John grabbed another slice of pizza and took a moment to review the project status and gather his thoughts. The project plan was buried unter a pile of empty pizza boxes and laptops. The room stunk of caged programmers, grease, and deadlines. At least it wouldn't be too much longer, now. John finished his slice and got back to work.

This particular deadline death-march was for a risk-management and assessment package. It was the pizza-and-pepperoni for John's employer, an insurance company. Identifying, assessing, and wrapping numbers around risks was their line of business. The VPs wanted the "tribal knowledge" of how to do this encoded into a software package, and they wanted it live by the end of the quarter- only a week away.

"Man, I wish we could take a break," Sally said around a mouthful of pizza.

"Short of taking out the Ranch," John replied, "you aren't getting one." "The Ranch" was the off-sine data-center that held the company's primary IT infrastructure. The last time there had been any unplanned downtime was never- the company took uptime and managing risk very seriously.

"What, you don't think I'm leet enough to take down the 'Ranch'?" Sally joked.

Down at "The Ranch", only a mile down the road, that tribal knowledge about managing risks was going into play. As John, Sally and the rest of their team crammed pizza into their faces while churning out code, a young infrastructure drone was managing risks for the company.

The risks, in this case, were those inherent in having a giant pile of electrical equipment locked in a small room. Like most server rooms, this electrical equipment's primary purpose was to generate vast quantities of heat, with computation being a bit of an afterthought. Such an environment is quite the fire risk, and that means that a company needs a robust fire-supression system. Any system capable of responding in a crisis needs to be tested when there isn't a crisis. And on that day, the test task fell to that young, infrastructure drone.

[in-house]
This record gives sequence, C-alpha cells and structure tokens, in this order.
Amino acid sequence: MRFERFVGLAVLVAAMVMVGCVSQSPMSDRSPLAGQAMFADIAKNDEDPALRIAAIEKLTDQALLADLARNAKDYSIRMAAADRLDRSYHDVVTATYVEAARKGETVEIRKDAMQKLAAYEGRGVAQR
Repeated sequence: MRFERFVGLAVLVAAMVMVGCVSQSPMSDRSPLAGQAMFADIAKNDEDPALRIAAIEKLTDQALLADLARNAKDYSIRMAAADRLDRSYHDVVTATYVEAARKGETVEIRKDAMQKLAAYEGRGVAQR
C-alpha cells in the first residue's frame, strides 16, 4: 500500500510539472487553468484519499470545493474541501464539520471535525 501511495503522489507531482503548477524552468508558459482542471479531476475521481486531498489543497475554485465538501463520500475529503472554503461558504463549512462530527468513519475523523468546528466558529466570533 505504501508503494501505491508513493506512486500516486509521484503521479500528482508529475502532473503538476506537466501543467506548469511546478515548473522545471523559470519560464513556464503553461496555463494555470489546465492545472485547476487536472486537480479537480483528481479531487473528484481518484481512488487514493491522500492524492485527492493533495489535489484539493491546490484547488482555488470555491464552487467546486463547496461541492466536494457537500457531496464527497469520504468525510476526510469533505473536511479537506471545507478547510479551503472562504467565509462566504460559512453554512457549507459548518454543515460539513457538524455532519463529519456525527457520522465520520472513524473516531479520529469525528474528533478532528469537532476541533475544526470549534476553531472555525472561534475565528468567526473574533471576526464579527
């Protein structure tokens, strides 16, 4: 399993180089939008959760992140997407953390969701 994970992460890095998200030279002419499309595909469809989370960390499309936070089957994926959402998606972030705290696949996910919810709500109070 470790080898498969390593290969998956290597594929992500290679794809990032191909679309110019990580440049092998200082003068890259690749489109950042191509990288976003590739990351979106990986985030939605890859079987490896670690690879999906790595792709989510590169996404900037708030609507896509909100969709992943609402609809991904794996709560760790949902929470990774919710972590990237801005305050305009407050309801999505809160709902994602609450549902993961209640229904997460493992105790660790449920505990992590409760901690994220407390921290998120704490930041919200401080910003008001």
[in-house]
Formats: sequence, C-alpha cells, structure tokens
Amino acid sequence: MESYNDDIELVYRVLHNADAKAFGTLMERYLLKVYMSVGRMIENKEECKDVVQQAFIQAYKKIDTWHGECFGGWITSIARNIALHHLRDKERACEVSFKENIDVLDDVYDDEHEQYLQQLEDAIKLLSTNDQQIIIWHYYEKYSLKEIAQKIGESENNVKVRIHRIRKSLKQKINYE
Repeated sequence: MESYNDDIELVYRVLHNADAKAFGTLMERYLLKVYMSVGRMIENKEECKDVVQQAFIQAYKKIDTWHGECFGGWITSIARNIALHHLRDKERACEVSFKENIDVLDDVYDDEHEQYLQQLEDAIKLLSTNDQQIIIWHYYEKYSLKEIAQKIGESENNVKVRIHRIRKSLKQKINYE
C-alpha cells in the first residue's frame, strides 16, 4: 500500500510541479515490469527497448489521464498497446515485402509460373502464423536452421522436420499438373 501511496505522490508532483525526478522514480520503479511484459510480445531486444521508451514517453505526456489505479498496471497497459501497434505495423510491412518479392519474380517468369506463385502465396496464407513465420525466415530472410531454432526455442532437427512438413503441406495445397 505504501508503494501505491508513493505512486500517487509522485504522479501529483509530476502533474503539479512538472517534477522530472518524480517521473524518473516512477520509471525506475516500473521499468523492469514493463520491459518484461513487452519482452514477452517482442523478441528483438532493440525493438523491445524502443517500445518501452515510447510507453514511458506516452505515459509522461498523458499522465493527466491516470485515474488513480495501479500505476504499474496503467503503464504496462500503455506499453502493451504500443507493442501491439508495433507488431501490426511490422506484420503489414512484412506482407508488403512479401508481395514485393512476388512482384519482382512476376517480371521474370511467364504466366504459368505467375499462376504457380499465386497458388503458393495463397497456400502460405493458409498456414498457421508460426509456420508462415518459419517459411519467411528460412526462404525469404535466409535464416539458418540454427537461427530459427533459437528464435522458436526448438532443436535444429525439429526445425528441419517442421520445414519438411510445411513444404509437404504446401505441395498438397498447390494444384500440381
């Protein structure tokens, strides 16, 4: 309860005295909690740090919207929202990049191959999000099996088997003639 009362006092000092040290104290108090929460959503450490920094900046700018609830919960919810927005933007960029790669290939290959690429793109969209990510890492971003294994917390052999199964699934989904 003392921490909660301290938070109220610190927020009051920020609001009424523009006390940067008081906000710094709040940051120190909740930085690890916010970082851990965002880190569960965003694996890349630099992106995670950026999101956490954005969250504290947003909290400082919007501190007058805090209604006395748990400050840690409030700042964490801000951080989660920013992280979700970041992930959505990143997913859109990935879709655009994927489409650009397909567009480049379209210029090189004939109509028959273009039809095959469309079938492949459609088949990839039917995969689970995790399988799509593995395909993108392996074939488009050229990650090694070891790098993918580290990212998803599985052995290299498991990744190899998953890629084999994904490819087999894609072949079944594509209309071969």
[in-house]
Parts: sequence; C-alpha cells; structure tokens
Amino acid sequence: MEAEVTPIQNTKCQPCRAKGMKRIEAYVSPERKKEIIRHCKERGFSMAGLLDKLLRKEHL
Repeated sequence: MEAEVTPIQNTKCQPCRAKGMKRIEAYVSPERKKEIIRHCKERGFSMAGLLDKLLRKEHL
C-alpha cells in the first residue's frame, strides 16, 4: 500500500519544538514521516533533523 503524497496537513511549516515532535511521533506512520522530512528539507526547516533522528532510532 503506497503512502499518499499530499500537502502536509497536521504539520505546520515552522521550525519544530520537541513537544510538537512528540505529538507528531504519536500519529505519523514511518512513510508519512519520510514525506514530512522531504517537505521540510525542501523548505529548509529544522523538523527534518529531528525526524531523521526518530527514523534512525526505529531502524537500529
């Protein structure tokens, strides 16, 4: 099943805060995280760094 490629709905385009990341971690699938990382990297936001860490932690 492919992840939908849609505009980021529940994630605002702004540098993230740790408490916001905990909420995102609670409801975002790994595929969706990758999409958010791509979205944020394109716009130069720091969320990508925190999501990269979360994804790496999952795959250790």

The test, itself, carried a degree of risk. To minimize that risk, there was a Process. That Process was printed out, in full color, on an 8x11 glossy, laminated card. The card hung over the emergency shut off button as a reminder to check the process. The process included disconnecting the mains shutoff, as well as disconnecting both suppressant canisters. The drone had been trained in the Process. Despite that training, no one had explicitly told him to read the card before starting the test. All of those hours of training on how to properly execute the test simply vacated his brain, and he tested in the most obvious way possible. He pushed the big red button.

Back in the pizza-filled team-room, everyone looked at Sally. She paled. "It wasn't me! I swear!"

In the end, they got their break, as it took hours for everything to be switched over to the backup site. Unfortunately, the backup site came on at around 4:30. "Good news," their boss announced, "we can get back to work. I've ordered some pizza so we can work right through dinner while you guys catch up."

Sally never wished for a break again.

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